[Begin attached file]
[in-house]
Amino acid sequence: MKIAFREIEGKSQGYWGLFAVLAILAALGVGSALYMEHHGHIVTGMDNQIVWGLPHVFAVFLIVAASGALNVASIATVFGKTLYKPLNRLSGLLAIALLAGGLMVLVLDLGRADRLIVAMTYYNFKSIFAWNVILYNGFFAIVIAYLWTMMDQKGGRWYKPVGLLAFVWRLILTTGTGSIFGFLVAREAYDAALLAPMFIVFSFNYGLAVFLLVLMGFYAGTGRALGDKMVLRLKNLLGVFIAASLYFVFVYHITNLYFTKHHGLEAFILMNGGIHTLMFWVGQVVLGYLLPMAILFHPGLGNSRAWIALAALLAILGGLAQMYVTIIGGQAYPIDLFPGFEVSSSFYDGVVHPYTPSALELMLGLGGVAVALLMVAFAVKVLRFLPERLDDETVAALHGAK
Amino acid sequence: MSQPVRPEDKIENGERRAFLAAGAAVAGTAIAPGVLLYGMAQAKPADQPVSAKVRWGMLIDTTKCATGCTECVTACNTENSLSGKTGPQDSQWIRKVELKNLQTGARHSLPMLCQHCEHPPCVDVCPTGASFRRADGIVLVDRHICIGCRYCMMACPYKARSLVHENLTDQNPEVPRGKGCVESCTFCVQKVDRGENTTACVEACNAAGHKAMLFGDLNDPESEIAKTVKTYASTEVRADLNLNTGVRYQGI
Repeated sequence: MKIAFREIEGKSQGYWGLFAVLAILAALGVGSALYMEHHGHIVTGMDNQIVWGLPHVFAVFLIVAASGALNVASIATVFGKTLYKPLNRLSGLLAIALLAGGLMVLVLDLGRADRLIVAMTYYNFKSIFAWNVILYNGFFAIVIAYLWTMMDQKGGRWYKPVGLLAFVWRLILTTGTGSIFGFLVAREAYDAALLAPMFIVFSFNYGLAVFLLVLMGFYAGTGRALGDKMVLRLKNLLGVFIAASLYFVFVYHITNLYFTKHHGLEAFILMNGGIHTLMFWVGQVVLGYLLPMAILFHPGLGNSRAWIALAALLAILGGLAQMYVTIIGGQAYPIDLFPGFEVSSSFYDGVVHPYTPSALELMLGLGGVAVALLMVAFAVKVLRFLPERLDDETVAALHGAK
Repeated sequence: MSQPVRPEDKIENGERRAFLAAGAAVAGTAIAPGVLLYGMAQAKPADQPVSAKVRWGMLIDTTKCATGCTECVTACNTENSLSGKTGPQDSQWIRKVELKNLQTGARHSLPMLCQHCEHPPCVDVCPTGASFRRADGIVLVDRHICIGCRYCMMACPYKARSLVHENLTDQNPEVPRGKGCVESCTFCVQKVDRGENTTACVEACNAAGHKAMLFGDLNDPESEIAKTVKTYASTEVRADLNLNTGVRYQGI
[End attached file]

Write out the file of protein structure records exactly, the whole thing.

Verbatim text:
[in-house]
Amino acid sequence: MKIAFREIEGKSQGYWGLFAVLAILAALGVGSALYMEHHGHIVTGMDNQIVWGLPHVFAVFLIVAASGALNVASIATVFGKTLYKPLNRLSGLLAIALLAGGLMVLVLDLGRADRLIVAMTYYNFKSIFAWNVILYNGFFAIVIAYLWTMMDQKGGRWYKPVGLLAFVWRLILTTGTGSIFGFLVAREAYDAALLAPMFIVFSFNYGLAVFLLVLMGFYAGTGRALGDKMVLRLKNLLGVFIAASLYFVFVYHITNLYFTKHHGLEAFILMNGGIHTLMFWVGQVVLGYLLPMAILFHPGLGNSRAWIALAALLAILGGLAQMYVTIIGGQAYPIDLFPGFEVSSSFYDGVVHPYTPSALELMLGLGGVAVALLMVAFAVKVLRFLPERLDDETVAALHGAK
Amino acid sequence: MSQPVRPEDKIENGERRAFLAAGAAVAGTAIAPGVLLYGMAQAKPADQPVSAKVRWGMLIDTTKCATGCTECVTACNTENSLSGKTGPQDSQWIRKVELKNLQTGARHSLPMLCQHCEHPPCVDVCPTGASFRRADGIVLVDRHICIGCRYCMMACPYKARSLVHENLTDQNPEVPRGKGCVESCTFCVQKVDRGENTTACVEACNAAGHKAMLFGDLNDPESEIAKTVKTYASTEVRADLNLNTGVRYQGI
Repeated sequence: MKIAFREIEGKSQGYWGLFAVLAILAALGVGSALYMEHHGHIVTGMDNQIVWGLPHVFAVFLIVAASGALNVASIATVFGKTLYKPLNRLSGLLAIALLAGGLMVLVLDLGRADRLIVAMTYYNFKSIFAWNVILYNGFFAIVIAYLWTMMDQKGGRWYKPVGLLAFVWRLILTTGTGSIFGFLVAREAYDAALLAPMFIVFSFNYGLAVFLLVLMGFYAGTGRALGDKMVLRLKNLLGVFIAASLYFVFVYHITNLYFTKHHGLEAFILMNGGIHTLMFWVGQVVLGYLLPMAILFHPGLGNSRAWIALAALLAILGGLAQMYVTIIGGQAYPIDLFPGFEVSSSFYDGVVHPYTPSALELMLGLGGVAVALLMVAFAVKVLRFLPERLDDETVAALHGAK
Repeated sequence: MSQPVRPEDKIENGERRAFLAAGAAVAGTAIAPGVLLYGMAQAKPADQPVSAKVRWGMLIDTTKCATGCTECVTACNTENSLSGKTGPQDSQWIRKVELKNLQTGARHSLPMLCQHCEHPPCVDVCPTGASFRRADGIVLVDRHICIGCRYCMMACPYKARSLVHENLTDQNPEVPRGKGCVESCTFCVQKVDRGENTTACVEACNAAGHKAMLFGDLNDPESEIAKTVKTYASTEVRADLNLNTGVRYQGI